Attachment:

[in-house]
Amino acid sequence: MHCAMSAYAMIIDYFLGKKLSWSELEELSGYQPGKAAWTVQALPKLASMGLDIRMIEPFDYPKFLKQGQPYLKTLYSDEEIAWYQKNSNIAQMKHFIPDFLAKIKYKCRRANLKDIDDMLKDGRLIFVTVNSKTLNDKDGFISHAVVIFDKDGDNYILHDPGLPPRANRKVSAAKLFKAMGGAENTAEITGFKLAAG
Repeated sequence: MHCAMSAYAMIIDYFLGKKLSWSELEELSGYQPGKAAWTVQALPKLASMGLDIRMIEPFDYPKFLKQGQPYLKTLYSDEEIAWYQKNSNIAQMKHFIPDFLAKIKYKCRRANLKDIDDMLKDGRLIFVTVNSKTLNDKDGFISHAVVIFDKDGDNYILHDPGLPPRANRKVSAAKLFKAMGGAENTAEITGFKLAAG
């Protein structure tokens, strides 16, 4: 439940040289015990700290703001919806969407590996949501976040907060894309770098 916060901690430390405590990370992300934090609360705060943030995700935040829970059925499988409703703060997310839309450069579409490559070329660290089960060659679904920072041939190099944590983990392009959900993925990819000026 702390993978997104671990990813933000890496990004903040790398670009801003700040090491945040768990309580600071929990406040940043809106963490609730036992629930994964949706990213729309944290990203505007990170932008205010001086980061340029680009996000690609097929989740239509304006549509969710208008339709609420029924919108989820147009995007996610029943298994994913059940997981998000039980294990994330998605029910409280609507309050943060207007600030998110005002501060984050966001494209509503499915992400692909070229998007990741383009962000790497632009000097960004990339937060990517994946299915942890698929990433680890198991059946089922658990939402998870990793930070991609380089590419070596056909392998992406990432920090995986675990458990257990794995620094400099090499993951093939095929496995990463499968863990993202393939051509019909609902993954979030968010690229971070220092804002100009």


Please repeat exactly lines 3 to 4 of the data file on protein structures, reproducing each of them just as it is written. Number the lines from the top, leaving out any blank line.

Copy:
Repeated sequence: MHCAMSAYAMIIDYFLGKKLSWSELEELSGYQPGKAAWTVQALPKLASMGLDIRMIEPFDYPKFLKQGQPYLKTLYSDEEIAWYQKNSNIAQMKHFIPDFLAKIKYKCRRANLKDIDDMLKDGRLIFVTVNSKTLNDKDGFISHAVVIFDKDGDNYILHDPGLPPRANRKVSAAKLFKAMGGAENTAEITGFKLAAG
């Protein structure tokens, strides 16, 4: 439940040289015990700290703001919806969407590996949501976040907060894309770098 916060901690430390405590990370992300934090609360705060943030995700935040829970059925499988409703703060997310839309450069579409490559070329660290089960060659679904920072041939190099944590983990392009959900993925990819000026 702390993978997104671990990813933000890496990004903040790398670009801003700040090491945040768990309580600071929990406040940043809106963490609730036992629930994964949706990213729309944290990203505007990170932008205010001086980061340029680009996000690609097929989740239509304006549509969710208008339709609420029924919108989820147009995007996610029943298994994913059940997981998000039980294990994330998605029910409280609507309050943060207007600030998110005002501060984050966001494209509503499915992400692909070229998007990741383009962000790497632009000097960004990339937060990517994946299915942890698929990433680890198991059946089922658990939402998870990793930070991609380089590419070596056909392998992406990432920090995986675990458990257990794995620094400099090499993951093939095929496995990463499968863990993202393939051509019909609902993954979030968010690229971070220092804002100009």